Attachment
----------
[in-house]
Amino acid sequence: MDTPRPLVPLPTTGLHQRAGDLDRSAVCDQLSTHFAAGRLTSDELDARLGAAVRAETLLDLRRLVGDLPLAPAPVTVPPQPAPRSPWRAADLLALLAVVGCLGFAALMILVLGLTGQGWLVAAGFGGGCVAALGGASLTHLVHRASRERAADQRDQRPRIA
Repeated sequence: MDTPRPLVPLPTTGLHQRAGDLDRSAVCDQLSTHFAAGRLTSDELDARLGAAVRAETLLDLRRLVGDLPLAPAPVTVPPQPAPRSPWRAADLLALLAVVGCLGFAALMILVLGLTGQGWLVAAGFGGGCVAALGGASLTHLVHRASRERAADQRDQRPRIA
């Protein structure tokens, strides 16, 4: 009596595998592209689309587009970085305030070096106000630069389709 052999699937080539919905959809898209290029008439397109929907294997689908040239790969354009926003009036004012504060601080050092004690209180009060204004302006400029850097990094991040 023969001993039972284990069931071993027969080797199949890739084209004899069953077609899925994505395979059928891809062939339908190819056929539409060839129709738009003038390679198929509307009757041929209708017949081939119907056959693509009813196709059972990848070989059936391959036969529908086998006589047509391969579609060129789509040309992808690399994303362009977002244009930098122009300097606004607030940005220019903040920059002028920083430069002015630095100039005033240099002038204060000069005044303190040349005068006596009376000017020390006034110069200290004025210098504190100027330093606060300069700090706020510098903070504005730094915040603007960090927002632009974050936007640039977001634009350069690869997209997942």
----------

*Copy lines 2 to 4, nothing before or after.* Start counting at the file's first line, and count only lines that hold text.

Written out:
Amino acid sequence: MDTPRPLVPLPTTGLHQRAGDLDRSAVCDQLSTHFAAGRLTSDELDARLGAAVRAETLLDLRRLVGDLPLAPAPVTVPPQPAPRSPWRAADLLALLAVVGCLGFAALMILVLGLTGQGWLVAAGFGGGCVAALGGASLTHLVHRASRERAADQRDQRPRIA
Repeated sequence: MDTPRPLVPLPTTGLHQRAGDLDRSAVCDQLSTHFAAGRLTSDELDARLGAAVRAETLLDLRRLVGDLPLAPAPVTVPPQPAPRSPWRAADLLALLAVVGCLGFAALMILVLGLTGQGWLVAAGFGGGCVAALGGASLTHLVHRASRERAADQRDQRPRIA
């Protein structure tokens, strides 16, 4: 009596595998592209689309587009970085305030070096106000630069389709 052999699937080539919905959809898209290029008439397109929907294997689908040239790969354009926003009036004012504060601080050092004690209180009060204004302006400029850097990094991040 023969001993039972284990069931071993027969080797199949890739084209004899069953077609899925994505395979059928891809062939339908190819056929539409060839129709738009003038390679198929509307009757041929209708017949081939119907056959693509009813196709059972990848070989059936391959036969529908086998006589047509391969579609060129789509040309992808690399994303362009977002244009930098122009300097606004607030940005220019903040920059002028920083430069002015630095100039005033240099002038204060000069005044303190040349005068006596009376000017020390006034110069200290004025210098504190100027330093606060300069700090706020510098903070504005730094915040603007960090927002632009974050936007640039977001634009350069690869997209997942």